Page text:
Czech president warns against migration and EU’s Green Deal

Christmas speech of Czech President Miloš Zeman was, as usual, shot at the Lány chateau. (Jiří Ovčáček/Twitter)
By Karolina Klaskova
3 Min Read

The year 2021 was not an easy one, and the next one will not be any easier. Czech President Miloš Zeman stated in his Christmas speech on Sunday.

According to him, several threats hang over the Czech Republic. Some will come from outside, while other ones will must be averted by the new government of Petr Fiala.

“The government has three tasks. It must suppress the pandemic, cope with the energy crisis and stabilize the state budget,” said Zeman.

The president expressed worry about the worsening global security situation. According to him, the reason behind his worry is the withdrawal of NATO troops from Afghanistan, which is now under control of the radical Taliban Islamist group.

“This ‘Afghan Munich’ will lead to an intensification of migration flows from Afghanistan, but above all to an increased risk of new terrorist attacks in the EU — similar to the September 11 attacks organized by the Taliban,” Zeman said.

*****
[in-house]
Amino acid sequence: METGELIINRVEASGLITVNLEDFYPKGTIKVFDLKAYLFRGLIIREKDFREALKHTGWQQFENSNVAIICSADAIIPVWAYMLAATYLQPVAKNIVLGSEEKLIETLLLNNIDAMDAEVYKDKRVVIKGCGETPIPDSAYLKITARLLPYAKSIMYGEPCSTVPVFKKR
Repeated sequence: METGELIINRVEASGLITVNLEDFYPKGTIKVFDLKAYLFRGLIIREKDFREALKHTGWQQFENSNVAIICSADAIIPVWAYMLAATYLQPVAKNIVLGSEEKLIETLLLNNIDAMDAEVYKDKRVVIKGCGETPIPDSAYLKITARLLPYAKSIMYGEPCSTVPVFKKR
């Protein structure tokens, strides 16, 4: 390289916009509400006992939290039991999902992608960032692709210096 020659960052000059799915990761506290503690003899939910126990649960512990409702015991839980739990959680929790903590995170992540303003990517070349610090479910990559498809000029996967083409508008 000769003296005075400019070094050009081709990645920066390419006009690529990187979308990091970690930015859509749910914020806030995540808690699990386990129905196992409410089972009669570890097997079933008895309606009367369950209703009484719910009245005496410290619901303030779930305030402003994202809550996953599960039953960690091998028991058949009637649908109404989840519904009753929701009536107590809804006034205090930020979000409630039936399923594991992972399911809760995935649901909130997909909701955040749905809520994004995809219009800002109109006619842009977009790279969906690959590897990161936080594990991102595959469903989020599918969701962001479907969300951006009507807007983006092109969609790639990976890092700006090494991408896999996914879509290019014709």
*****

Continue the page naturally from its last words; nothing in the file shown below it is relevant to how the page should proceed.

He also views the EU’s Green Deal as a significant danger. According to the president, environmentalism, once a serious science, has become a religion, with Greta Thunberg as its prophet. He also criticized the ban on the use of natural gas as an energy commodity and the ban on the sale of cars with internal combustion engines after the year 2035, which, according to him, will lead to the undermining of the energy sector and subsequently to poverty.

He considers one of the most crucial tasks of the new government to manage the coronavirus epidemic and called for the introduction of compulsory vaccination. The arrival of new variants of the virus allegedly led him to change his opinion about it.

“I am convinced that compulsory vaccination is the easiest way to suppress the pandemic. The regulation exists for many diseases. There is no reason not to assign Covid-19 to them. I am in favor of a radical intervention that will resolve the situation once and for all,” he added.

He called the state budget for next year insufficiently pro-investment and uneconomical in his speech. According to some reports, he allegedly considered vetoing the budget.

Zeman said the solution would be to rescind tax exemptions, which, he said would save (€15/1 billion) 380 billion korunas.

Share This Article